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Bear roams through Pitt city centre
A bear was put down Tuesday after spending four days wandering streets in the centre of Pitt Meadows.
The 110-kilogram bruin got hooked on tasty snacks of garbage and kept returning to the city centre for easy meals.
Shawn Stevens was just heading out to walk his dogs when he heard a bunch of people yelling on 193A Avenue. He turned around and saw the bear right behind him, heading towards his carport.
Scared by the shouts, the bear darted across Stevens’ yard and eventually strolled down a path between two streets.
“Me and my wife always had this joke about what I would do if I saw a bear here,” said Stevens.
His wife joked, “What’s the bear going to do? Walk down Harris Road, go to the 7-Eleven, get a Slurpee and come here.
“He didn’t have a Slurpee but he did come here,” Stevens added, with a laugh.
“I’ve been living here for 12 years and I’ve never, ever seen anything like it. I would have bumped right into it.”
Ridge Meadows RCMP and conservation officers tracked the bear to Hoffman Park, where it was cornered and tranquilized.
Sgt. Todd Hunter with the Conservation Officers Service said the bear was removed from the area and put down because he had become habituated to garbage.
“It was popping up all day long and causing a concern,” Hunter added.
“The issues started getting progressively worse.”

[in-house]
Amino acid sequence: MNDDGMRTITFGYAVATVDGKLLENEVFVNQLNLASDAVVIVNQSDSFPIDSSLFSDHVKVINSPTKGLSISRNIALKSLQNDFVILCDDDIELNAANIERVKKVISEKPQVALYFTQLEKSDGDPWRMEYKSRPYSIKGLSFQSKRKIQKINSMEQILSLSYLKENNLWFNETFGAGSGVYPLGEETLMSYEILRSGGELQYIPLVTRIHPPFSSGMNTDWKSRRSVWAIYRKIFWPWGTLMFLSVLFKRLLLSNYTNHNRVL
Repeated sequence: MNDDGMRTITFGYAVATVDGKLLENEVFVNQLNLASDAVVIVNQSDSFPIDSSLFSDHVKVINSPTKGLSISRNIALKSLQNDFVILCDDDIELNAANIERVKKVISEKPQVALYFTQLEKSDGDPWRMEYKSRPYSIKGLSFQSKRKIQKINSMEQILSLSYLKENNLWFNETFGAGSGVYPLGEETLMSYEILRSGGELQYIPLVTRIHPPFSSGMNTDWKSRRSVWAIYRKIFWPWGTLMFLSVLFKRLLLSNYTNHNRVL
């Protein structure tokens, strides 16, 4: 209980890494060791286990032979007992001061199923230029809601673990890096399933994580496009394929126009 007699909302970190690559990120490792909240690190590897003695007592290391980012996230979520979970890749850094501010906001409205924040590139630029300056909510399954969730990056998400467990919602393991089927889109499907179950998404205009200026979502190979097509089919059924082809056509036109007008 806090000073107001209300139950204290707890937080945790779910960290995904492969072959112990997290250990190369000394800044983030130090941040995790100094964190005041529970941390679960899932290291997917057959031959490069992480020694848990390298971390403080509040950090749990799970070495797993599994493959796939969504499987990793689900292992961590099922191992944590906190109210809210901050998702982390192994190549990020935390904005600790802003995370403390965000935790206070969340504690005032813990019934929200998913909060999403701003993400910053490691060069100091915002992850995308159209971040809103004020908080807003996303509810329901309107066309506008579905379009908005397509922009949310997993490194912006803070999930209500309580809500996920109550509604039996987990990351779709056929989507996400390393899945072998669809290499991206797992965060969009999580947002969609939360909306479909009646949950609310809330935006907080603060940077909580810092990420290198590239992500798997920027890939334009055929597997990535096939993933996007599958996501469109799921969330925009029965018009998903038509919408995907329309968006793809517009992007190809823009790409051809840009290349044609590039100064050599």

Hunter believes the bear made it’s way to Pitt Meadows from Maple Ridge, most likely along the railway tracks. But seeing a bear in Pitt Meadows’ dense urban core is rare.
“There’s not a lot of green space for them to hide, so when they do get caught up in there, it becomes quite a safety risk,” said Hunter.
Most sightings and conflicts take place on the fringes of Pitt Meadows, near berry fields. The conservation service reports there have been 43 calls for human-bear conflict in Pitt Meadows since April.
Most of the calls come from Maple Ridge, which logged 437 calls in the same period.
The calls are lower than Coquitlam, which saw 1,000 calls since April, but on par with Port Coquitlam (481) and Port Moody (420).
In Maple Ridge, garbage continues to be the main cause of conflict.
No coordinated municipal pickup makes the issue worse in Maple Ridge, said Hunter.
“We have garbage out there almost 24 hours a day with all these random pickup schedules,” he added.
“We don’t mind saying it. It’s very difficult for us as a Conservation Officer Service to either enforce or provide educational activities.”
So far this year, three bears in Maple Ridge have been put down by conservation officers. The neighbourhoods logging the most calls are Gilbert Drive in Silver Valley, as well as Albion.
Bears are currently fatting up for winter hibernation, so Hunter expects calls to increase.
“The calls are going to go through the roof in the next little while. So the biggest thing is making sure you don’t have any attractants,” he added.
That means everything from cleaning dirty barbecues, picking fruit trees and removing bird feeders.
Dan Mikolay, Wild Safe B.C.’s coordinator in Maple Ridge, believes residents are slowly heeding the district’s calls to be more careful about when they put garbage outside.
For the past three years, the district has run a Bear Aware program and has a bylaw that prohibits residents from putting garbage out before the morning of pickup.
It’s all about education, said Mikolay.
“Our goal is to reduce the amounts of conflicts with bears.”
• For tips on how to live in harmony with bears, visit bearaware.bc.ca.